The show constantly deals with themes of the online vs offline self, and how we present differently on the internet. The creators wrote the protagonist as multiple different characters, an “offline” version of herself and an “online” version. Both of these characters, although sharing the same physical traits, behave completely differently from each other. This goes with Suler’s idea of “dissociative imagination”, where someone’s online persona exists in a fantasy world of sorts. In the show, their version of the internet is portrayed as a “dream world” of sorts, an alternate plane where characters can interact with each other. The show deals with the implications this digital identity, and the harm that can come from blurring the lines between online and offline.
The biggest theme of the show however, is the idea that what you perceive is reality. At one point in the show, rumours start being spread through the internet about one of the characters. It never matters whether these rumours are actually true, as enough people believe them that it literally becomes the new reality. I don’t want to spoil the show, but the finale takes this idea of “what you believe is reality” to the extreme. As the show goes on and the protagonist interacts with the internet more and more, the lines become increasingly blurred as to what is actually “real”.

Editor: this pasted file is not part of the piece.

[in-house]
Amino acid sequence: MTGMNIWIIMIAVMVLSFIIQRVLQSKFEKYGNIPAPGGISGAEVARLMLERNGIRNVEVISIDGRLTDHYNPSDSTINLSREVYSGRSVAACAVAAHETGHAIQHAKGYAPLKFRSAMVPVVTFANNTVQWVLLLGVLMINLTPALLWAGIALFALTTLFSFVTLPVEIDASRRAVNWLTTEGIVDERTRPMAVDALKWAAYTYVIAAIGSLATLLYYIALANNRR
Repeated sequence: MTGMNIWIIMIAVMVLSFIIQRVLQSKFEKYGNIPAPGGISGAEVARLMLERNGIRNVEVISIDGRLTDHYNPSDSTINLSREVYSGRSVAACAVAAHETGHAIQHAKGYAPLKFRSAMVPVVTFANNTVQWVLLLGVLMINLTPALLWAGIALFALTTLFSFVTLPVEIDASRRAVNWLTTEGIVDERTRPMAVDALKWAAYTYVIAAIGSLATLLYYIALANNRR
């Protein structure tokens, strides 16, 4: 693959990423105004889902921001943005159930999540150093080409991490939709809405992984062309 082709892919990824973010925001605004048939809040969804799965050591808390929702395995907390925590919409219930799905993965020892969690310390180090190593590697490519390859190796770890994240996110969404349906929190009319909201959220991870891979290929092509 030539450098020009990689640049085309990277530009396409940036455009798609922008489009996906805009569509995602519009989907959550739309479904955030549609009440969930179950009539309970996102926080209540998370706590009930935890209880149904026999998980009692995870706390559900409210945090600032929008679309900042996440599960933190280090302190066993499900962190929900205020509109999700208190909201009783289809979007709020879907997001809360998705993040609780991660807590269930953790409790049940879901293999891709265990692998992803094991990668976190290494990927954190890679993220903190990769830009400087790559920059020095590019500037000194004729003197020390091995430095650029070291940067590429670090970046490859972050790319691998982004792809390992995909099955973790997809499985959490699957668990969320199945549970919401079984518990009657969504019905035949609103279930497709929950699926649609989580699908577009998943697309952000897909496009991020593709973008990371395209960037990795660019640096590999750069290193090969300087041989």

I think Suler touches on very important ideas about reality and the separation between different selves. We need to balance our online interactions with offline ones to avoid creating our own skewed sense of reality. This is why I think it’s problematic how many young people blur that line on social media. How you are perceived eventually becomes reality.
Suler says that many of the characteristics we may deem undesirable still make up an important part of who we are. If you are shy in person but extroverted online, both of those are equally “real” parts of who you are. If the online self continues to take over the “real” self, you will eventually lose these parts that make you, you. You become inauthentic, like a caricature of yourself.
This is why I like to separate my online and offline identities. Perception is reality. I can choose to create my own limited reality that only my online followers will know, a reality that is completely separate from those who know me face-to-face. That’s one of the reasons why I use a username that is not my own name. People who know me exclusively online know me by that username, even if my first name is linked to the account. I’ve had people recognized me before and call me by my username, because they only knew me online. A properly curated online identity allows you to be someone completely different. These people know me as no more than a concept, and I love it. For how public of a presence I have, I’d consider myself a rather private individual. To anyone but my inner circle, I’d rather exist as dripowensonline.
In the words of the great American hero, Patrick Bateman:
“There is no real me. Only an entity. Something illusory. And though I can hide my cold gaze, and you can shake my hand and feel flesh gripping yours, and maybe you can even sense our lifestyles are probably comparable,
I simply am not there.”